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People. Moves. Places.


Description of campaign/project

As a duo team consists of a video artist/filmmaker and a choreographer/theater director, we work towards to locate and unite the common voice between our vision and the subject matter that so attracts our attention.

We do not want to make any participant an object to be consumed by us for the making of our film. What we want is to collaborate and experiment together with them. We do our best to bond with each and every participating dancer by establishing mutual understanding on the rationale of the making of our film. To be specific, what we want to achieve is to create augmented experience for all participants, including ourselves.

We strive to come up with a common language to communicate our findings with the audience through our film.

The choice of whether or not to participate in any event – be it social, political or cultural in nature – is entirely autonomous decision for every person to make. We believe art offers people an option. Intended participant who chooses to take part in art event enlarges her/his chance to enjoy, encounter augmented experience if s/he treats Art as an opportunity.

What we learned from the making of this work keeps us learning more about our art practice: When coining ‘Art as an opportunity’ problematic issues regarding artistic justice arise. When putting art in a social context, we wonder how do we ensure that there is a fair ground for all to access art as an opportunity? Are there organic ways to encourage participation? Would open-source authorship be an optimal approach for all art forms? Would artistic input be considered as an asset rather than just a tool when putting it in social context? From art advocates’ end, in what ways should ‘artistic insight’ be valued on a fair basis?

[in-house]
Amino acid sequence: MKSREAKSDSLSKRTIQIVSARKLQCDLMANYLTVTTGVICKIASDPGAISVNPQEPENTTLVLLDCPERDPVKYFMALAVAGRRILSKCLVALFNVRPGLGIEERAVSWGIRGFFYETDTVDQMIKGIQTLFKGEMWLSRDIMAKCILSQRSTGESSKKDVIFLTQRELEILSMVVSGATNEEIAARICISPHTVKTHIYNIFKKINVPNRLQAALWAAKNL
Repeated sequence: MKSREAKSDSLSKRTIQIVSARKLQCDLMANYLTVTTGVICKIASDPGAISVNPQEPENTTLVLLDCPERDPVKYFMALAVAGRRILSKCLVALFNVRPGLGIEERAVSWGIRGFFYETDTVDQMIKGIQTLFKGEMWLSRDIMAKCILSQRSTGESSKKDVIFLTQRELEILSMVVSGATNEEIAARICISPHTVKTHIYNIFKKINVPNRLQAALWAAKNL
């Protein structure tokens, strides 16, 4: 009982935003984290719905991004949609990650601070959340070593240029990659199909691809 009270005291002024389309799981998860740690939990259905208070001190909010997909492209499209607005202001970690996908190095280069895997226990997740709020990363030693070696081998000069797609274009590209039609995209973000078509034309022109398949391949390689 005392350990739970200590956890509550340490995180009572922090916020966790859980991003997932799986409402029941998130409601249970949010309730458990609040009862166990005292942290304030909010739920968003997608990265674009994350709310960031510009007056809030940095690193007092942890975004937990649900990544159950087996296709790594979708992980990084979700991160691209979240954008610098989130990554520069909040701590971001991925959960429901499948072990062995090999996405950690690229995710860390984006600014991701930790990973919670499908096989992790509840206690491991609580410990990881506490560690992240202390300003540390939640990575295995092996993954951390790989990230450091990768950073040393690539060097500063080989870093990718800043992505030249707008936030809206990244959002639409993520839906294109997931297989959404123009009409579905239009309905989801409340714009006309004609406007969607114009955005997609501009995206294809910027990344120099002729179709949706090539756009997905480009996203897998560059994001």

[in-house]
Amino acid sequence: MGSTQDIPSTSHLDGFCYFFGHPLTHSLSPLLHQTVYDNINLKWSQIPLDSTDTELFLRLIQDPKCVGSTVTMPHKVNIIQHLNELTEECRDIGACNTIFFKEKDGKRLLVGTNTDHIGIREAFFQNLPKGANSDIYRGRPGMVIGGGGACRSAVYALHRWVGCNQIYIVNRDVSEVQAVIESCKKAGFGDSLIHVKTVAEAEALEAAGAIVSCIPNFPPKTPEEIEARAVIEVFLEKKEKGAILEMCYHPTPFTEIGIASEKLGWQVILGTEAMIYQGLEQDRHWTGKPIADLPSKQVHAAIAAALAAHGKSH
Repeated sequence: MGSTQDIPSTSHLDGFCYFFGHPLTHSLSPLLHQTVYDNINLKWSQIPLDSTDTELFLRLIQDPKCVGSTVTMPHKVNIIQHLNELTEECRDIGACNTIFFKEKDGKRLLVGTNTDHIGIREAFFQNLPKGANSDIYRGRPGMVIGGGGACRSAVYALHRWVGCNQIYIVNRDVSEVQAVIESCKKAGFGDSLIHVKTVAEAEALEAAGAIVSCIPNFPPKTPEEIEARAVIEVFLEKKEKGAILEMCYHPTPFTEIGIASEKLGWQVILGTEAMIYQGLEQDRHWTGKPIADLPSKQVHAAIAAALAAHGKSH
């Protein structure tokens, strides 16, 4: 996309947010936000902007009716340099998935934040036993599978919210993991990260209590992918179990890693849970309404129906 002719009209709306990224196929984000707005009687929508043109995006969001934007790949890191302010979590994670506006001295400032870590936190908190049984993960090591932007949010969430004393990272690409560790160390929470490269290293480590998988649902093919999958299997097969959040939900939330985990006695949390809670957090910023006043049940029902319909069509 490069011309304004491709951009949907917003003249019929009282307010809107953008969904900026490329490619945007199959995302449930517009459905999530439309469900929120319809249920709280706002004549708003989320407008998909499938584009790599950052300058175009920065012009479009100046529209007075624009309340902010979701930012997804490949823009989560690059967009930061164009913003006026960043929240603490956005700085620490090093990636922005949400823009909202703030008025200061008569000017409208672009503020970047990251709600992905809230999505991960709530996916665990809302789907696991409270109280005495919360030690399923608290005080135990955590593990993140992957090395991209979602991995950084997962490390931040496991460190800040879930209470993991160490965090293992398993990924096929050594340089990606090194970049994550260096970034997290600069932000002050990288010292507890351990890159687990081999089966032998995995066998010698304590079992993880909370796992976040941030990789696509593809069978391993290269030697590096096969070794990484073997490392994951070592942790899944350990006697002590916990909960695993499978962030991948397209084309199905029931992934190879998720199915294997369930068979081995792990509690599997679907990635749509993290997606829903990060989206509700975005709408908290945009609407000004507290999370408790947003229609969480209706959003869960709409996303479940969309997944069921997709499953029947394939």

Curators comments More info on Curators & Editors ›

There are just so many things I love about this film. The composition. The rhythm. The intimacy. And the power of its simplicity.

I left your film feeling as though I understood something in these people, I don’t normally understand in many of the people I am surrounded by each day. It felt like I had been part of a something intimate and honest. It felt like the people in your film had opened up to me – but the fact is I am simply a viewer sitting at my desk lookiing into a computer screen and I have not actually communicated with those concerned at all. This obvious fact, surprised me.

The choreographed ‘moves’ added a mysterious, almost other-worldly mood to something very everyday. Yet the uniformity of these moves was countered by the strength of everyone’s individuality. This contributed further to the overall intimacy I felt while watching.

I am however left uncertain and curious about what exactly happened behind the scenes. Sometimes it is more powerful to leave this to the imagination; to provide hints, clues and allusions, but not to spell out every little detail. I think a flaw in much participatory practice is to expose every component of one’s process in poorly written texts and a seemingly endless display of bad digital photos. You obviously don’t work like this (thankfully). And perhaps it is a sign of my greediness for more of the stillness and intimacy I felt in your film – but I think there is room in your work to give just a little more…not in the film, but in a different creative medium that builds from the film’s process and/or it’s wider reception.